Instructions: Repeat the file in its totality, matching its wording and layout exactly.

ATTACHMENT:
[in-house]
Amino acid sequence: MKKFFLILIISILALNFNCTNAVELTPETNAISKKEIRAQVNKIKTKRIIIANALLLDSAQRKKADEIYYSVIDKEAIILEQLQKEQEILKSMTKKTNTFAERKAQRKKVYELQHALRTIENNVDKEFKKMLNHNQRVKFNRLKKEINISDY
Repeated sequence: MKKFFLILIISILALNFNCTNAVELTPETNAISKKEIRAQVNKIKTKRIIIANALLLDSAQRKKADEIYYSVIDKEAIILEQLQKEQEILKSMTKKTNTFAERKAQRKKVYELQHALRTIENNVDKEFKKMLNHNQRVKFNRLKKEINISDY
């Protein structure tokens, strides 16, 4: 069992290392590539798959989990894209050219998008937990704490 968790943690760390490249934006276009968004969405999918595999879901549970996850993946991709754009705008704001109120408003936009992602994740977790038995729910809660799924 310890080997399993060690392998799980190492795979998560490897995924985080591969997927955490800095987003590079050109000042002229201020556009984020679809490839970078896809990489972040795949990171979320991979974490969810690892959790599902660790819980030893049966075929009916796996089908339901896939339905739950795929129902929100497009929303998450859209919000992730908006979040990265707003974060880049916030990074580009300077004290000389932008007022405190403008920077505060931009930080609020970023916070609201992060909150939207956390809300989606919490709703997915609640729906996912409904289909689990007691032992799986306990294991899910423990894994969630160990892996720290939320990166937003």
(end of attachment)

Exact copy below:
[in-house]
Amino acid sequence: MKKFFLILIISILALNFNCTNAVELTPETNAISKKEIRAQVNKIKTKRIIIANALLLDSAQRKKADEIYYSVIDKEAIILEQLQKEQEILKSMTKKTNTFAERKAQRKKVYELQHALRTIENNVDKEFKKMLNHNQRVKFNRLKKEINISDY
Repeated sequence: MKKFFLILIISILALNFNCTNAVELTPETNAISKKEIRAQVNKIKTKRIIIANALLLDSAQRKKADEIYYSVIDKEAIILEQLQKEQEILKSMTKKTNTFAERKAQRKKVYELQHALRTIENNVDKEFKKMLNHNQRVKFNRLKKEINISDY
């Protein structure tokens, strides 16, 4: 069992290392590539798959989990894209050219998008937990704490 968790943690760390490249934006276009968004969405999918595999879901549970996850993946991709754009705008704001109120408003936009992602994740977790038995729910809660799924 310890080997399993060690392998799980190492795979998560490897995924985080591969997927955490800095987003590079050109000042002229201020556009984020679809490839970078896809990489972040795949990171979320991979974490969810690892959790599902660790819980030893049966075929009916796996089908339901896939339905739950795929129902929100497009929303998450859209919000992730908006979040990265707003974060880049916030990074580009300077004290000389932008007022405190403008920077505060931009930080609020970023916070609201992060909150939207956390809300989606919490709703997915609640729906996912409904289909689990007691032992799986306990294991899910423990894994969630160990892996720290939320990166937003």